*This is a repost from April 28, 2009. I have had intentions of writing something about Autism Awareness Month for the last, oh, 7 days, but haven’t gotten to it. I will get around to writing something fresh for AAM, but I feel this post still works.
Please note that our son is now 16, and doing AWESOME! Also, the current rates of autism in the US have been updated. According to the CDC, now 1 in 110 are on the autism spectrum. 1 in 70 boys. 1 in 315 girls.
This is late in coming, but I’ve had some trouble finding my inner-blog for a while and I still wanted to get the word out there…even though it is the end of April! But I hope y’all will appreciate my feeble attempt to share what is a big part of our lives with you!
Fourteen years ago, our lives changed forever…we became parents to the most beautiful baby boy ever born. Five years after that, our world was rocked in a way I will never be able to adequately describe here. We have been blessed beyond measure and experienced the depths of sorrow. We have celebrated victories and walked through challenges. We have cried, but more often we have laughed.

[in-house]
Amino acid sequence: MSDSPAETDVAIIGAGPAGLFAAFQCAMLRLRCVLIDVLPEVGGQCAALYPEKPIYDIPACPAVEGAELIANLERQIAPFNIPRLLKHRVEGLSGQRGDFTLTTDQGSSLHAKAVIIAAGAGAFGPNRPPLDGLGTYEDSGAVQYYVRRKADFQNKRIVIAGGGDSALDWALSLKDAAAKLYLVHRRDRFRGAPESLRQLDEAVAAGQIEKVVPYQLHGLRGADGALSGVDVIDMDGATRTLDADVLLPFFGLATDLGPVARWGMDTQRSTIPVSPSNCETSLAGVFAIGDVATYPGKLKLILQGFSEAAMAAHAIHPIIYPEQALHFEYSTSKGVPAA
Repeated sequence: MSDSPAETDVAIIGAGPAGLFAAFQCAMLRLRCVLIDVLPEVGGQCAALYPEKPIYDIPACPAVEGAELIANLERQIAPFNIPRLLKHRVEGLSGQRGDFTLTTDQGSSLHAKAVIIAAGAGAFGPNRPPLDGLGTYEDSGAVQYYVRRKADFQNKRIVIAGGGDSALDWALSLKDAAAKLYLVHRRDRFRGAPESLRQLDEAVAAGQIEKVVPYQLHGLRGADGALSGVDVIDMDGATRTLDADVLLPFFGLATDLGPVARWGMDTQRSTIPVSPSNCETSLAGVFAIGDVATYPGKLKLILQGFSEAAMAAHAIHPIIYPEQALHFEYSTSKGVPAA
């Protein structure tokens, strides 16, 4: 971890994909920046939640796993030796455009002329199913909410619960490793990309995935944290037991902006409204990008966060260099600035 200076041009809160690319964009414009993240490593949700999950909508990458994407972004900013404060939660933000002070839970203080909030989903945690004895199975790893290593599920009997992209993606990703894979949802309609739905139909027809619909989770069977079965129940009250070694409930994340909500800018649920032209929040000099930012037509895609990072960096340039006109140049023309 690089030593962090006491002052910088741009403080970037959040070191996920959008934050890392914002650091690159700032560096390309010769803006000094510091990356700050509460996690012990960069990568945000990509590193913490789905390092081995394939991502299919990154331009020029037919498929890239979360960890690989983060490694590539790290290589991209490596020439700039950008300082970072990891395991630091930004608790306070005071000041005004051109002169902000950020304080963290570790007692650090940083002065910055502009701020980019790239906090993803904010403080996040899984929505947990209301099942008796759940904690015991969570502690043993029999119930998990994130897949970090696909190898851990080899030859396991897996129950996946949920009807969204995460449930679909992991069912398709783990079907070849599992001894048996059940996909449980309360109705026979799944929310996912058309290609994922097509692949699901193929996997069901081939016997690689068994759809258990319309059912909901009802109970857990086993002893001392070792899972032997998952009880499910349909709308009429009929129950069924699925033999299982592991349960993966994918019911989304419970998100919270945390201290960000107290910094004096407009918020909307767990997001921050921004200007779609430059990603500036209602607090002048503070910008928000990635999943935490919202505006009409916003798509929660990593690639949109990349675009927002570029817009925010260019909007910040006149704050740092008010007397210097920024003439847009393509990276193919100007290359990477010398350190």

In April of 2000, our son was diagnosed with Asperger’s Syndrome, a high functioning form of autism.
April is Autism Awareness Month
So, what, exactly, do I want you to be aware of? What do I want you to know about my son and others like him?
- 1 in 150 births are affected—this makes autism more common than pediatric cancer, juvenile diabetes and AIDS combined.
- 1 – 1.5 million Americans are living with autism
- autism is the fastest growing developmental disability
- every 20 minutes, a child is diagnosed with an autism spectrum disorder
- autism is disproportionately more common in boys than in girls
- the cause, though often speculated about, is unknown and there is no cure
People with autism experience challenges in three primary areas—social interaction, communication and repetitive behaviors. These challenges vary in severity from mild to debilitating. There is a huge amount of information on the web now about Autism, PDD, and Asperger’s Syndrome.
What I want people to remember most of all is that people with autism are people. People who want to be loved, understood and accepted. People who have gifts and talents to offer the world.
This is a video I made last year for Autism Awareness Month…thought I’d share it here again.